Entertainment

The best show on HBO Max is a trippy UK comedy you've never heard of

Move over, Black Mirror.

Hidden amongst the Godzilla movies and Looney Tunes cartoons on HBO Max lies a small, half-hour BBC anthology series called Inside No. 9. It seems quite low-budget and cheesy at first glance, but beneath the conspicuous wigs and childish jokes lies a comedic ambition that is matched by any other half-hour series. Here's what makes it so great, and the best episodes of the bunch you can watch in any order.

Inside No. 9's premise is simple, and leaves a lot of wiggle room for the writers to mix things up. Every episode takes place in one singular location called "Number 9," whether it be house #9, the ninth floor of a hotel, train car #9, or even a restaurant called Number Nine. This singular location means each story is restricted to one set, meaning the story unfolds as if it were on a stage.

Steven Pemberton and Reece Shearsmith in magic-themed episode "Misdirection"BBC Entertainment

The masterminds of this show are writers and frequent stars Steve Pemberton and Reece Shearsmith, who have been working together for decades. Together, they craft these intricate tales, then recruit guest stars to fill out the cast along with them. Renowned actors like Bandersnatch's Fionn Whitehead and Killing Eve's Fiona Shaw breathe life into the characters who never seem to be completely normal.

The selling point of Inside No. 9 is its sheer ambition. In just its second-ever episode, it pulled together a completely silent story depicting Pemberton and Shearsmith's characters on an art heist. This episode, "A Quiet Night In," was not only captivating, it stole tricks from silent movies to somehow create a suspense story filled with slapstick comedy.

The visual comedy of "A Quiet Night In"BBC Entertainment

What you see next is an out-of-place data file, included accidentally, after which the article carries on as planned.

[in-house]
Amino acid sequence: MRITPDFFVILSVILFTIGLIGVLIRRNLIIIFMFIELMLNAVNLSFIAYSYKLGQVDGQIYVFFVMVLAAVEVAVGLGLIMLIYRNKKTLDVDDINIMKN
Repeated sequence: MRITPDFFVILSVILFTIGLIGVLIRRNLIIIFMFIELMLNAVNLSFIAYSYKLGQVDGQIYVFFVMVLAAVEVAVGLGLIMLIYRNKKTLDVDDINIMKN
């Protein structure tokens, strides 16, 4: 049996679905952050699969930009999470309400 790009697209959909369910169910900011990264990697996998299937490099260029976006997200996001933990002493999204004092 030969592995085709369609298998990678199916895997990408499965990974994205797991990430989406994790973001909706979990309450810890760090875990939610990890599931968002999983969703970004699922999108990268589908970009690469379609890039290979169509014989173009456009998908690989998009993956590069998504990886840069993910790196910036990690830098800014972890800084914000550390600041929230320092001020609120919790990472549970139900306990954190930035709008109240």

Just like The Twilight Zone before it, Inside No. 9 rarely has an episode without a rollicking twist ending that will leave your mouth agape. The claustrophobic nature of the show allows for these reveals to be hidden in plain sight, and you'll wonder how you ever missed it. There's a distinct quality of the show being cleverer than it lets on, and it uses it to its advantage.

Since Inside No. 9 is an anthology, here are the five best episodes of its five seasons to start with:

  • Season 1, Episode 1, "Sardines" - The premiere takes the shows restrictive nature and makes it even more restricting, with the majority of this episode taking place within a wardrobe.
  • Season 2, Episode 4, "Cold Comfort" - Shown entirely in surveillance footage, this episode set in a crisis support call center leaves it up to you to follow the action.
  • Season 3, Episode 1, "The Devil at Christmas" - What appears to be a director's commentary of a 1970s multi-camera horror special takes a sinister turn in the last handful of minutes.
  • Season 3, Episode 3, "The Riddle of the Sphinx" - Steve Pemberton, who designed the crossword shown in BBC's Dracula, shows off his wordplay skills with this cryptic crossword-focused episode, as informative as it is terrifying.
  • Season 4, Episode 1, "Zanzibar" - long-lost twins, love spells, and sex comedy: all the best Shakespearian tropes are crammed into this episode told entirely in iambic pentameter.

With all five seasons streaming on HBO Max, the first time the whole series has been streamable in the US, try an episode out and see if you have the courage to enter number 9.

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